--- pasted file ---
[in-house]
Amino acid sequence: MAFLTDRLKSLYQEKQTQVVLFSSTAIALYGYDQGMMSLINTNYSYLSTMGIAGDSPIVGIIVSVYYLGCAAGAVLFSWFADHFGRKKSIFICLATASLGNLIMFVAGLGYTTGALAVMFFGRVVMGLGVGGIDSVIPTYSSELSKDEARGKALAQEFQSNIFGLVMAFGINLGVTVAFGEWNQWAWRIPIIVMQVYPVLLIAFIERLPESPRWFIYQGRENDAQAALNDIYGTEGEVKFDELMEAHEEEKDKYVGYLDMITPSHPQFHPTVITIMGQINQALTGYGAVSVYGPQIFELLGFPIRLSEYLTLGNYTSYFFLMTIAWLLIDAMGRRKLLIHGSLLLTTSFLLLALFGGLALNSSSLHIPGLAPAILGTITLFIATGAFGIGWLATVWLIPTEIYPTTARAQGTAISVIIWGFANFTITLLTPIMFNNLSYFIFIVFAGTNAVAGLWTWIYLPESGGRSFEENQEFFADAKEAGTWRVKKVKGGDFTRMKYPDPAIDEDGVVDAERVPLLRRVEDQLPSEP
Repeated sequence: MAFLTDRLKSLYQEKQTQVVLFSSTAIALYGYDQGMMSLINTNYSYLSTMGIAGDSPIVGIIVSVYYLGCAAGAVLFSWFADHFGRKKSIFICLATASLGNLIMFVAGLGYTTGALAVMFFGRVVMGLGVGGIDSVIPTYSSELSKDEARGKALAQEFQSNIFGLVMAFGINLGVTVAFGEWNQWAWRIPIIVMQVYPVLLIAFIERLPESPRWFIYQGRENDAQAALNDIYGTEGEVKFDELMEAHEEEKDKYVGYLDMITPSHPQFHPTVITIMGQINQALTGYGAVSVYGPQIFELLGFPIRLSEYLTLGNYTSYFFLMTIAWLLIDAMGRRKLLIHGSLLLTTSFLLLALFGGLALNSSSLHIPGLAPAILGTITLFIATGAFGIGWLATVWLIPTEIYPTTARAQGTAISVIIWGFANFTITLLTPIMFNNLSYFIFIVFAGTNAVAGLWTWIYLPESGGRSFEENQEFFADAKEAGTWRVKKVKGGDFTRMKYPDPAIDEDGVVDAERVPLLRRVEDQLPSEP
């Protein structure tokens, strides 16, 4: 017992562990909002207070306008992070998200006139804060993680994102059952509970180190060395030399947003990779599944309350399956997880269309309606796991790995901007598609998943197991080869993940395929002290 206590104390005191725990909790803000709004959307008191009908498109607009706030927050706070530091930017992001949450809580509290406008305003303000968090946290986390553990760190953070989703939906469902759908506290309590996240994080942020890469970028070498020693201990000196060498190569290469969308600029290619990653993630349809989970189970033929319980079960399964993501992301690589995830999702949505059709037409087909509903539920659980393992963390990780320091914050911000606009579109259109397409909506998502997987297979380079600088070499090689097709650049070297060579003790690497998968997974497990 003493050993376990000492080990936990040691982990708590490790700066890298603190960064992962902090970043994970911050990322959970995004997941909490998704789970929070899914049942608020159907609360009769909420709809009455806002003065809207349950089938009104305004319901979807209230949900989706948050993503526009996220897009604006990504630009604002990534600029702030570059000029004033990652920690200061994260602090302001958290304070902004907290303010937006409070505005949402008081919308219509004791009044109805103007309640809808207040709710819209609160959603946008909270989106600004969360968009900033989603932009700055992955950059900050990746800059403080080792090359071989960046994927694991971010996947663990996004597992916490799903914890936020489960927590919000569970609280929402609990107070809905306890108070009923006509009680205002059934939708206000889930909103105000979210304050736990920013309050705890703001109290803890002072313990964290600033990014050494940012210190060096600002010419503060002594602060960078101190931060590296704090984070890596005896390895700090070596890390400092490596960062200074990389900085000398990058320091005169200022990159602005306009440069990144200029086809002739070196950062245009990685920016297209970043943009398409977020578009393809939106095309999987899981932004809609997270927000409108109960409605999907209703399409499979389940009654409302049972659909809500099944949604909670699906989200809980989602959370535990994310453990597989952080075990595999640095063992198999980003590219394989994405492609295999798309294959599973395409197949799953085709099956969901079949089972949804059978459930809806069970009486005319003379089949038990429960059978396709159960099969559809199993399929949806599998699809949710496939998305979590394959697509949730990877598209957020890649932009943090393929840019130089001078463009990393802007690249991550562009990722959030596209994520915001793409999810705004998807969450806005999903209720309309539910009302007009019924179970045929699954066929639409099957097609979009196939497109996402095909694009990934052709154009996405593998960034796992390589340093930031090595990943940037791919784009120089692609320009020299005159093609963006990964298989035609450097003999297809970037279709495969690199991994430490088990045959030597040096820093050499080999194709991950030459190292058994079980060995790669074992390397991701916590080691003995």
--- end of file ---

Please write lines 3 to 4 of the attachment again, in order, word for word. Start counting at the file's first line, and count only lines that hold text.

Repeated sequence: MAFLTDRLKSLYQEKQTQVVLFSSTAIALYGYDQGMMSLINTNYSYLSTMGIAGDSPIVGIIVSVYYLGCAAGAVLFSWFADHFGRKKSIFICLATASLGNLIMFVAGLGYTTGALAVMFFGRVVMGLGVGGIDSVIPTYSSELSKDEARGKALAQEFQSNIFGLVMAFGINLGVTVAFGEWNQWAWRIPIIVMQVYPVLLIAFIERLPESPRWFIYQGRENDAQAALNDIYGTEGEVKFDELMEAHEEEKDKYVGYLDMITPSHPQFHPTVITIMGQINQALTGYGAVSVYGPQIFELLGFPIRLSEYLTLGNYTSYFFLMTIAWLLIDAMGRRKLLIHGSLLLTTSFLLLALFGGLALNSSSLHIPGLAPAILGTITLFIATGAFGIGWLATVWLIPTEIYPTTARAQGTAISVIIWGFANFTITLLTPIMFNNLSYFIFIVFAGTNAVAGLWTWIYLPESGGRSFEENQEFFADAKEAGTWRVKKVKGGDFTRMKYPDPAIDEDGVVDAERVPLLRRVEDQLPSEP
């Protein structure tokens, strides 16, 4: 017992562990909002207070306008992070998200006139804060993680994102059952509970180190060395030399947003990779599944309350399956997880269309309606796991790995901007598609998943197991080869993940395929002290 206590104390005191725990909790803000709004959307008191009908498109607009706030927050706070530091930017992001949450809580509290406008305003303000968090946290986390553990760190953070989703939906469902759908506290309590996240994080942020890469970028070498020693201990000196060498190569290469969308600029290619990653993630349809989970189970033929319980079960399964993501992301690589995830999702949505059709037409087909509903539920659980393992963390990780320091914050911000606009579109259109397409909506998502997987297979380079600088070499090689097709650049070297060579003790690497998968997974497990 003493050993376990000492080990936990040691982990708590490790700066890298603190960064992962902090970043994970911050990322959970995004997941909490998704789970929070899914049942608020159907609360009769909420709809009455806002003065809207349950089938009104305004319901979807209230949900989706948050993503526009996220897009604006990504630009604002990534600029702030570059000029004033990652920690200061994260602090302001958290304070902004907290303010937006409070505005949402008081919308219509004791009044109805103007309640809808207040709710819209609160959603946008909270989106600004969360968009900033989603932009700055992955950059900050990746800059403080080792090359071989960046994927694991971010996947663990996004597992916490799903914890936020489960927590919000569970609280929402609990107070809905306890108070009923006509009680205002059934939708206000889930909103105000979210304050736990920013309050705890703001109290803890002072313990964290600033990014050494940012210190060096600002010419503060002594602060960078101190931060590296704090984070890596005896390895700090070596890390400092490596960062200074990389900085000398990058320091005169200022990159602005306009440069990144200029086809002739070196950062245009990685920016297209970043943009398409977020578009393809939106095309999987899981932004809609997270927000409108109960409605999907209703399409499979389940009654409302049972659909809500099944949604909670699906989200809980989602959370535990994310453990597989952080075990595999640095063992198999980003590219394989994405492609295999798309294959599973395409197949799953085709099956969901079949089972949804059978459930809806069970009486005319003379089949038990429960059978396709159960099969559809199993399929949806599998699809949710496939998305979590394959697509949730990877598209957020890649932009943090393929840019130089001078463009990393802007690249991550562009990722959030596209994520915001793409999810705004998807969450806005999903209720309309539910009302007009019924179970045929699954066929639409099957097609979009196939497109996402095909694009990934052709154009996405593998960034796992390589340093930031090595990943940037791919784009120089692609320009020299005159093609963006990964298989035609450097003999297809970037279709495969690199991994430490088990045959030597040096820093050499080999194709991950030459190292058994079980060995790669074992390397991701916590080691003995």